"One problem with Bennigan's was that they had too many company-owned stores. When the economics changed, the company-owned stores were no longer profitable and they were losing money faster than the franchisees were paying royalties," explains iFranchise's Siebert. "But even if they're not that profitable, it's hard to actually lose money on a franchisee."
That's what General Motors and Chrysler franchisees argued earlier this year when their parent companies filed for bankruptcy. Nonetheless, hundreds got axed as the auto companies reevaluated their business models and closed down less-profitable dealerships.
It's not uncommon for franchisees to be left holding the bag while a bankruptcy is in progress. Bennigan's franchisees, who had previously depended on corporate marketing initiatives to advertise their stores, faced the challenge of publicizing that they were open for business despite a whirlwind of press implying otherwise.
Others franchise owners have been stranded with much more than just bad PR. Richard Carlton and his wife Michelle opened a Cork and Olive franchise in Lakeland, Fla., in 2007. The Carltons were the wine retailer's first franchisee-owned store, but the young chain soon grew to nine other franchisee stores and eight company stores in the state. Then things got ominous.
"In the summer of 2007, we started having inventory issues. We'd ask for merchandise and it wouldn't show up for three weeks. When we'd approach them about it, they'd blame the vendor," Richard Carlton recalls. "It really became a problem during the busy holiday season, and at that point we started to see the writing on the wall."
Cork and Olive filed for Chapter 7 in June 2008, closing the company-owned locations. Then it filed for Chapter 11.
"We didn't hear about it until one of the employees at a company location applied for a job at one of the franchisee locations. Then all the franchisees got in contact with each other. Two days later, we all met and we were able to put some of the pieces together," he says. "It was nerve-wracking because everything we had planned just got turned upside down."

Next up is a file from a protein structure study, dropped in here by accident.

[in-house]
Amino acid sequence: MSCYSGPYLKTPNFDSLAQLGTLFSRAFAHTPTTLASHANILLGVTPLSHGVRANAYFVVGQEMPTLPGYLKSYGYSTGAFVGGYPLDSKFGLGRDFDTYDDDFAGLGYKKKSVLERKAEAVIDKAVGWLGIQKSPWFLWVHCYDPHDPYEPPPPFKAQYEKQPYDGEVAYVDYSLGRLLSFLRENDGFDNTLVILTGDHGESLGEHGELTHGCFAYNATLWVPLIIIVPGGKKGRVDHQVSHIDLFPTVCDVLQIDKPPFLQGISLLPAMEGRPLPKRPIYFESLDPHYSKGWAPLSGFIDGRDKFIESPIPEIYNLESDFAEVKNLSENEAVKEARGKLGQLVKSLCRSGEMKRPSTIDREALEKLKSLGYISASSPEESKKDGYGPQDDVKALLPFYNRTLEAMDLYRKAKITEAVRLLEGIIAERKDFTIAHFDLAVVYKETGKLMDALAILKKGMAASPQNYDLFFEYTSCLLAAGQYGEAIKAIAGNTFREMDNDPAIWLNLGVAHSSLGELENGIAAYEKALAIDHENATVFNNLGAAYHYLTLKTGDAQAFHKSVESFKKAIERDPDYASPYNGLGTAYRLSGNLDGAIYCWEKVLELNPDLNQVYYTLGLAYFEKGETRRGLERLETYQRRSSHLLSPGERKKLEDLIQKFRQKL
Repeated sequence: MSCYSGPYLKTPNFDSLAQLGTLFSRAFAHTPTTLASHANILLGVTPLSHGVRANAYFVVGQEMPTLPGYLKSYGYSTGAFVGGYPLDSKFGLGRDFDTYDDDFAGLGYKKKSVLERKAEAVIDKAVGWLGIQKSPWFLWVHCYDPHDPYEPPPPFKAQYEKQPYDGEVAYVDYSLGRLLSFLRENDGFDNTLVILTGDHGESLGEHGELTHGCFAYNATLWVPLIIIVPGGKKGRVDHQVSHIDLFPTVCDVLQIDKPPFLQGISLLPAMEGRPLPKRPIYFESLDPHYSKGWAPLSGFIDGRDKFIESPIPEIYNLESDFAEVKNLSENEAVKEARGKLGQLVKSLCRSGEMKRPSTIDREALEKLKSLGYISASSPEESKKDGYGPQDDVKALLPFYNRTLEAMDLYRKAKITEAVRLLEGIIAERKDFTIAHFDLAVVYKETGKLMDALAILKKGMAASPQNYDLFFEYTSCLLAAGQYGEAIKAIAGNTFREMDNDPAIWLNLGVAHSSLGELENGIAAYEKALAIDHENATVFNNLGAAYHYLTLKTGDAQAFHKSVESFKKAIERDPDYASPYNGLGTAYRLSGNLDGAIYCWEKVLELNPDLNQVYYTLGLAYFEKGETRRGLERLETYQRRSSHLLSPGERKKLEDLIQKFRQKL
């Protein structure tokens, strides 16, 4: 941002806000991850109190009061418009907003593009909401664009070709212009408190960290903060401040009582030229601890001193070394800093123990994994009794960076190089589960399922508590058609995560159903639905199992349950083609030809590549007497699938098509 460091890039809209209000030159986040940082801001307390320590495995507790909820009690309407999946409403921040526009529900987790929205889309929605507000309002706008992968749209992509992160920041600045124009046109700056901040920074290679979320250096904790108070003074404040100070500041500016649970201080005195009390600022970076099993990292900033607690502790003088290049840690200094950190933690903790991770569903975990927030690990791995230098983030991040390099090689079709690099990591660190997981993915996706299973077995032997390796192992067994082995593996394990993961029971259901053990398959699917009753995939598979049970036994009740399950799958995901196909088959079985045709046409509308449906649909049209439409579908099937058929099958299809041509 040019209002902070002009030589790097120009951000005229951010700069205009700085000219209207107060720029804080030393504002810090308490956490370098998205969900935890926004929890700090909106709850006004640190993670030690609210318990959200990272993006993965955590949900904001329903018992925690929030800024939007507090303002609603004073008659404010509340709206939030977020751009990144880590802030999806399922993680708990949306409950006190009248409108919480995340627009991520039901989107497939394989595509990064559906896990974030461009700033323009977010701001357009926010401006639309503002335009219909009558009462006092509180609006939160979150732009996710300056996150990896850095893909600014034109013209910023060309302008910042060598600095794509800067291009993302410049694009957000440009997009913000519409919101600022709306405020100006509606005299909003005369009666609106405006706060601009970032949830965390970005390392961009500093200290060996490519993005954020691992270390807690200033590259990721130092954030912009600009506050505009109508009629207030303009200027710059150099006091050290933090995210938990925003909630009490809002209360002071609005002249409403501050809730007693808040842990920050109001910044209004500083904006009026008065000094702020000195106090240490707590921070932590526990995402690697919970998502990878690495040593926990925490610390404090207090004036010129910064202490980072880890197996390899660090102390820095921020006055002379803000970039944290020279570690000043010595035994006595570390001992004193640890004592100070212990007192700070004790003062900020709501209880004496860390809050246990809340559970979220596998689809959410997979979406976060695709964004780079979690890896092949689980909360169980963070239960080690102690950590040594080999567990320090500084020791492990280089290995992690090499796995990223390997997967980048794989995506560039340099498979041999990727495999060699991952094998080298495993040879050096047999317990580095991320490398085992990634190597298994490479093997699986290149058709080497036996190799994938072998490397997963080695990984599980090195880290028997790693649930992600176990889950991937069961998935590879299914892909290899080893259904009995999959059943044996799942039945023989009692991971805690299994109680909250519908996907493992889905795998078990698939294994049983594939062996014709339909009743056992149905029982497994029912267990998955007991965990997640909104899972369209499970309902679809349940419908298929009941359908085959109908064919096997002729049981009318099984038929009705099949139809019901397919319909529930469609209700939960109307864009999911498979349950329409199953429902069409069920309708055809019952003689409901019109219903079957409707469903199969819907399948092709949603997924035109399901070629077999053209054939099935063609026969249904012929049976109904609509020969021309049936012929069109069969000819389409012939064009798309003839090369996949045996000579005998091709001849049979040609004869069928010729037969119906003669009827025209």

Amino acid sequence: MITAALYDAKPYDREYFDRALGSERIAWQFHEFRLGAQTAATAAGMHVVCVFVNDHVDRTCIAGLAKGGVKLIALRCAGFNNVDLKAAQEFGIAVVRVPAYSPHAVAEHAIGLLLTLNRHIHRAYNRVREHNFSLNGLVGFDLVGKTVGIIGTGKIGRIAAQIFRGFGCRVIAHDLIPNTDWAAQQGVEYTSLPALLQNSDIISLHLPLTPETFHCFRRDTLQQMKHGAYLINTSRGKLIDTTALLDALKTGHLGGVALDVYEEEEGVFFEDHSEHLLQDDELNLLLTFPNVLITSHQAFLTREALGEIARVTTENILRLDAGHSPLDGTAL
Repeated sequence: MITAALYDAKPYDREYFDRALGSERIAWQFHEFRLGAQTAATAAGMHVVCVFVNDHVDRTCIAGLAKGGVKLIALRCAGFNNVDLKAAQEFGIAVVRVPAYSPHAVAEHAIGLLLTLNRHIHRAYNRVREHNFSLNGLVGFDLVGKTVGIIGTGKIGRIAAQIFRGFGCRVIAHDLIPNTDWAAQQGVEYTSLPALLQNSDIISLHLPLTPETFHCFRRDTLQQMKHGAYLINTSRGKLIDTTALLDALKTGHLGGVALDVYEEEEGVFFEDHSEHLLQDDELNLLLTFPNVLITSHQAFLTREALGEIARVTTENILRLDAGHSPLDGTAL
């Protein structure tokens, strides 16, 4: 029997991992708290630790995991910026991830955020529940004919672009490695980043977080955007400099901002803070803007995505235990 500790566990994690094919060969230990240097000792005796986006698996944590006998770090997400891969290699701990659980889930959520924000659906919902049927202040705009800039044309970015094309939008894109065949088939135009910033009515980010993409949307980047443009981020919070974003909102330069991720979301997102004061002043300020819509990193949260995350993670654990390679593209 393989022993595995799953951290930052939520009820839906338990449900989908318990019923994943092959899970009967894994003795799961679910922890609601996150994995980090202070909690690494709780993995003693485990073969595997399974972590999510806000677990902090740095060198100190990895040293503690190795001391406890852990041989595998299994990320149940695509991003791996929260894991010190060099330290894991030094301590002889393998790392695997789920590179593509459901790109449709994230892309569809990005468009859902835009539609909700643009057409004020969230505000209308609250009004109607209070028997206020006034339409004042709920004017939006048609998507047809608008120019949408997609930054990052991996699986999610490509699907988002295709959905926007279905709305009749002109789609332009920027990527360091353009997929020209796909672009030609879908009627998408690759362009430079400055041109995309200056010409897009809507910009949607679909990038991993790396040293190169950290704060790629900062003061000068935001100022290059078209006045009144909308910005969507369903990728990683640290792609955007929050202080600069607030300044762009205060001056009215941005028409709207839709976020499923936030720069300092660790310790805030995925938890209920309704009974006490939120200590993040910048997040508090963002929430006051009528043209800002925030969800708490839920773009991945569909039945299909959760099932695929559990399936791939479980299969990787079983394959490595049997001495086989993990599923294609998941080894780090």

Also at that meeting were some of Cork and Olive's vendors, who assured the franchisees that they'd continue to work with the group. That answered the question about inventory, but a slew of challenges still lay ahead.
For a time, store owners had to pay out of pocket when customers brought in previously purchased gift cards -- there was no longer a corporate headquarters to reimburse individual retailers when the cards were redeemed. Their back-end database and server got shut down, forcing each store to recreate its own Web site. The franchise owners had to meet regularly to ensure that product offerings and prices were the same at each store. The list goes on, Carlton says, and one big challenge still remains: securing the rights to the brand and the name.
That's one of most common problems franchise owners face when their master brand goes bust, according to Robin Day Glenn, an attorney at Franchise Law Team in Rancho Santa Margarita, Calif.
"The most important thing that a franchisee group can do, if they perceive the franchisor is in liquidation, is to attempt to acquire the rights to the mark," she says. "If a franchisor leaves the scene and there's no provision for continued use of the mark, the franchisees won't lose the right to use is. But failing to formally acquire it means they can't tell others not to use it."
While the past year has been a struggle for the Cork and Olive franchisees -- two have closed and one was recently sold -- Carlton says he's happier and more profitable working independently.
"Now we can put great ideas together without restrictions," he says. "We develop our stores based on what we know works. After all, we're the ones on the front lines."
Carlton just installed a tasting bar in his shop and found that it boosted sales. Other franchisees have since adopted the idea.click here.